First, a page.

In order to reduce energy waste in our nation’s schools, the US Department of Energy’s Better Buildings Initiative has launched a Zero Energy Schools Accelerator. This new program is one of over 12 accelerators designed to demonstrate specific innovative policies and approaches. Each Accelerator is a “targeted, short-term, partner-focused activity designed to address persistent barriers that stand in the way of greater efficiency.”
Our long-time partner, Arlington Public Schools, is one of six school districts, two states, and several national organizations that are working collaboratively to develop zero energy school design that is cost-competitive to conventional construction in the education sector and in local communities throughout the country. As part of the Zero Energy Schools launch, Associate Principal Wyck Knox led Energy Department officials and other key stakeholders on a tour of Discovery Elementary School this week.
Discovery Elementary School opened in September 2015 as one of the first zero energy schools on the East Coast. As the first newly constructed APS elementary school in over 10 years, the 98,000 square foot facility incorporated local community feedback and accommodated the growing district while operating at a 66% lower energy use intensity (EUI) compared to the school district’s average.
Our design team set an ambitious energy goal for Discovery – achieving an EUI of 23 kBTU/sf/year – one third of the energy use of a typical County school. This ultra-low EUI makes on-site photovoltaic energy generation possible within a traditional school budget. To achieve this goal, the school included energy saving solutions such as distributed on-demand pumps for the geothermal system, daylighting supplemented with 100% LED lighting, high thermal mass exterior walls, and solar-thermal water pre-heating for the kitchen.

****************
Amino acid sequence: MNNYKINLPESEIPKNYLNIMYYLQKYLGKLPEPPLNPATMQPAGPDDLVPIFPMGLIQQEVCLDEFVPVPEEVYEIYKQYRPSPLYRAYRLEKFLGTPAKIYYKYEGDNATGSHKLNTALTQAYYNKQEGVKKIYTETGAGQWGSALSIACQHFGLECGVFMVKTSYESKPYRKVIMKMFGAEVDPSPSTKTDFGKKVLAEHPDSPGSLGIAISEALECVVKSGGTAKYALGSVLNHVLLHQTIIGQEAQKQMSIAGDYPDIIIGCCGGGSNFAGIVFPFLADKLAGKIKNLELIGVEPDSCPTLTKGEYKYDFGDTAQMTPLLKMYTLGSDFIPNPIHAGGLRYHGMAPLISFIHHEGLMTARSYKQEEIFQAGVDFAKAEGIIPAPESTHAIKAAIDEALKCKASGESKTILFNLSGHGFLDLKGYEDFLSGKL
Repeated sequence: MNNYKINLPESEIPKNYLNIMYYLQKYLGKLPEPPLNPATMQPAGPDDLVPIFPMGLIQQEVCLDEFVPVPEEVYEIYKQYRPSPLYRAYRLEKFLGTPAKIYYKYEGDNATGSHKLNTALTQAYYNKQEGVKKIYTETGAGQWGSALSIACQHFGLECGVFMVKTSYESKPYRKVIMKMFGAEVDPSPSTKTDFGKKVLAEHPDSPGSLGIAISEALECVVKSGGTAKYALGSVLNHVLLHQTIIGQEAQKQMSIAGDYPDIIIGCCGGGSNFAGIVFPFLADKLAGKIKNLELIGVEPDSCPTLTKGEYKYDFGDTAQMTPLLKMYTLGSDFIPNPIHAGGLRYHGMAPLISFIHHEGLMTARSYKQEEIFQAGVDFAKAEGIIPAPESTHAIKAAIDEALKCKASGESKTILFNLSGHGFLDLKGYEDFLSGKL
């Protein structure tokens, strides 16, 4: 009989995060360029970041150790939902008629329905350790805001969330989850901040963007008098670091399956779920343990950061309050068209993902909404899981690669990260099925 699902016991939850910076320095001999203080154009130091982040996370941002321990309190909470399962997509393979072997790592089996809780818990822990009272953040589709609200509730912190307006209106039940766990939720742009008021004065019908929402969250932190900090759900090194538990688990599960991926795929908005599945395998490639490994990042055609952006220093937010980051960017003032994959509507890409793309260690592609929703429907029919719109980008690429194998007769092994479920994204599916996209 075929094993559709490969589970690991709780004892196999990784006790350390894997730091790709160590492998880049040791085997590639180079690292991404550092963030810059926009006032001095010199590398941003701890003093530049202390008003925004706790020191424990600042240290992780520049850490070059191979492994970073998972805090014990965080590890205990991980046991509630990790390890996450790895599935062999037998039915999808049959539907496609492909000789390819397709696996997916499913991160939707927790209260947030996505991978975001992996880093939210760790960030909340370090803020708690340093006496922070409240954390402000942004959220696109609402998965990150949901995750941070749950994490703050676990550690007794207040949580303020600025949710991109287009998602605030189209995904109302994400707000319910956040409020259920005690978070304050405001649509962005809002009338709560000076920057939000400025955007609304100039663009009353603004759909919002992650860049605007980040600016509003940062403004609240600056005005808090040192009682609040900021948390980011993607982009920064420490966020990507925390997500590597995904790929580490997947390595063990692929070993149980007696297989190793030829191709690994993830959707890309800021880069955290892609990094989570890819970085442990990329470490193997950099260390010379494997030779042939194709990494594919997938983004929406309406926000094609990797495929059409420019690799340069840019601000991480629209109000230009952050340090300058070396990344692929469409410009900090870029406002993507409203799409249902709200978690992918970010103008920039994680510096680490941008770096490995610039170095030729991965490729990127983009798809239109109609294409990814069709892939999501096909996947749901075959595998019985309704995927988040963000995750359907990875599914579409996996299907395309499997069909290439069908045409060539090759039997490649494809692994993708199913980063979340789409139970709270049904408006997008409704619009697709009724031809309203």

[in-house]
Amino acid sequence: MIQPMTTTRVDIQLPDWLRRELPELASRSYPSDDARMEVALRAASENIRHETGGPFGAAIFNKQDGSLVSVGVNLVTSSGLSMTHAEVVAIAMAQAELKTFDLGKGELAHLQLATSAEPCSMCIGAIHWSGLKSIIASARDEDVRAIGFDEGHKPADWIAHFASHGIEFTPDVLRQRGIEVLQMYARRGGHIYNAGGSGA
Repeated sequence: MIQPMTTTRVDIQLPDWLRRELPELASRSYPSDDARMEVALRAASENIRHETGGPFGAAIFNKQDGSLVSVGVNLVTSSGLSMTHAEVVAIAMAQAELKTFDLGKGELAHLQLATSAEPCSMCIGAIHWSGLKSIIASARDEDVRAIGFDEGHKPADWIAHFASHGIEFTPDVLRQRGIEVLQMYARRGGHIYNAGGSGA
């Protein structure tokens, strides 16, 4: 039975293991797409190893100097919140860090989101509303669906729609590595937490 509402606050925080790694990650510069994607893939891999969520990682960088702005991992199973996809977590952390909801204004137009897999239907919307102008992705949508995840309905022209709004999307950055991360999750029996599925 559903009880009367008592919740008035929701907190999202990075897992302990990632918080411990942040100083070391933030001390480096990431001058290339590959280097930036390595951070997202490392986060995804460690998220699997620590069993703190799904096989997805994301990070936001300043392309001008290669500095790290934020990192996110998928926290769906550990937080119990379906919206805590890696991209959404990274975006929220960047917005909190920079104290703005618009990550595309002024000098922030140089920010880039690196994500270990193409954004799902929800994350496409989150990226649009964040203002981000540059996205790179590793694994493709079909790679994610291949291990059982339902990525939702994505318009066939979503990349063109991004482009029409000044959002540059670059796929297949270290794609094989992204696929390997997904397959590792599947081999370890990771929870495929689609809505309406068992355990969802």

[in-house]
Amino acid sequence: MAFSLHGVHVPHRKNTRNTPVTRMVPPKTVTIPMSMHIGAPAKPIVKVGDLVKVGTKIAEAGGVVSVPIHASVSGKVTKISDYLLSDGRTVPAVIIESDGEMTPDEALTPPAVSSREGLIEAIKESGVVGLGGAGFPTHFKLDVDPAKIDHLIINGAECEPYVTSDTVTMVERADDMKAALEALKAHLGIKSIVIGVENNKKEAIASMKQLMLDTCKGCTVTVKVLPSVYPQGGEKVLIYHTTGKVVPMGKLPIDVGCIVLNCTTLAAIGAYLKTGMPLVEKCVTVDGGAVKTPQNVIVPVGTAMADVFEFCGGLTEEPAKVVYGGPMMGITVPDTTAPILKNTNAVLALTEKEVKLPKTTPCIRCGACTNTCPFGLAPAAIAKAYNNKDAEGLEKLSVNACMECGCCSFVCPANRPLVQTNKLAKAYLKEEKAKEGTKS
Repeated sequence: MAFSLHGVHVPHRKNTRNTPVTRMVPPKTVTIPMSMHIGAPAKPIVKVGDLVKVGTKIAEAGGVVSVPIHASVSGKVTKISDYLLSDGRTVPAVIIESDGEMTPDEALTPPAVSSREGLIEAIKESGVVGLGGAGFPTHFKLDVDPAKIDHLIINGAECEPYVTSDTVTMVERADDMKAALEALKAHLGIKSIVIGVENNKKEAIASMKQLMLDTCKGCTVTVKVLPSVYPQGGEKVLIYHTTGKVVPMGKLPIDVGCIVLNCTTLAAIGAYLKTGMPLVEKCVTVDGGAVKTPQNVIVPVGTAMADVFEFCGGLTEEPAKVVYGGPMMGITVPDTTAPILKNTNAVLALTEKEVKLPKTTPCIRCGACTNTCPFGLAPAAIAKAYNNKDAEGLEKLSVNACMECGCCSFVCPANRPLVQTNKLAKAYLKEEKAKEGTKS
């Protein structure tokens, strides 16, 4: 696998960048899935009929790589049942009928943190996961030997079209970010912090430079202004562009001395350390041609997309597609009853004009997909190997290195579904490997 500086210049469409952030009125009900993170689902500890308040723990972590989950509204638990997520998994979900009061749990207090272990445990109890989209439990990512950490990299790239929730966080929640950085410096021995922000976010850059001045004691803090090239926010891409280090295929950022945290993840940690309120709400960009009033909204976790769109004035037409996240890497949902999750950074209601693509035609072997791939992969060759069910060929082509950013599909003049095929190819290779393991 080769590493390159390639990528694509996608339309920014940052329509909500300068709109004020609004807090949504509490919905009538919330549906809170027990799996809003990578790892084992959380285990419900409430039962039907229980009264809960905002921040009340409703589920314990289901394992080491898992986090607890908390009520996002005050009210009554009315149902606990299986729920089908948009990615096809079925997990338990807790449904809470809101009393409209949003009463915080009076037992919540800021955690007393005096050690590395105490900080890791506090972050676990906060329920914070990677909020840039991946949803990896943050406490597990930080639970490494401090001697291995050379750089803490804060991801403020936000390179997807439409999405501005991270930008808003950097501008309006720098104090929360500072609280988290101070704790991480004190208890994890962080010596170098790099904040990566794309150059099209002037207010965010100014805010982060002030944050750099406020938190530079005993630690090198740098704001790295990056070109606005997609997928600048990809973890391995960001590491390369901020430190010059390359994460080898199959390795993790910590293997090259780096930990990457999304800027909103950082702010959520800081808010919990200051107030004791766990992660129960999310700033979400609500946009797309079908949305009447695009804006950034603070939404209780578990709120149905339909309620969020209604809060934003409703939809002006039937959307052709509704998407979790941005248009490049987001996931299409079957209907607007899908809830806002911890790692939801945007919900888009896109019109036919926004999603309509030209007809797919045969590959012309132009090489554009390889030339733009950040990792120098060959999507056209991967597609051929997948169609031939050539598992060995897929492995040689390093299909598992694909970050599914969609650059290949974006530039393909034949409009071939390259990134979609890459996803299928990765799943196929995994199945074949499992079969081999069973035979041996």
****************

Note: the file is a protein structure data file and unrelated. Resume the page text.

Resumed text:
"We are probably saving about $78,000 a year on this building,” said Assistant Superintendent for Arlington Public Schools John Chadwick.
Through programs like the Zero Energy Schools Accelerator, schools have the potential to save up to 80% in energy consumption, depending on their climate. By successfully employing aggressive energy efficiency opportunities, school districts could redirect funds toward other needs, including salaries for teachers, computers, or books. K12 schools are some of the best zero energy candidates as the number of new schools continues to grow. Educational spaces account for a substantial portion of the building construction and renovation industry, a figure that has grown consecutively over the past four years.
As Discovery has demonstrated in its first year of operation, zero energy schools can make a huge difference in the learning environment for students. Improved ventilation and daylighting are used extensively in most zero energy schools. Light is celebrated in multiple ways at Discovery, culminating in a rooftop solar lab that allows students to conduct real time and on-going experiments. Data from these experiments can be tracked and graphed using a building dashboard system accessible on any device in the school.
The goal of the Zero Energy Schools Accelerator is to quickly make zero energy K-12 schools more mainstream. Like Arlington Public Schools, other partner school districts have committed to developing their own zero energy plans for a district project within a year. They can also engage with fellow states and school districts, and leverage support from regional and national organizations.
Check out the Better Buildings’ Zero Energy Schools Accelerator page for more on how zero energy construction supports cost savings from reduced energy usage, prevention of greenhouse gas emissions, and improved learning environments.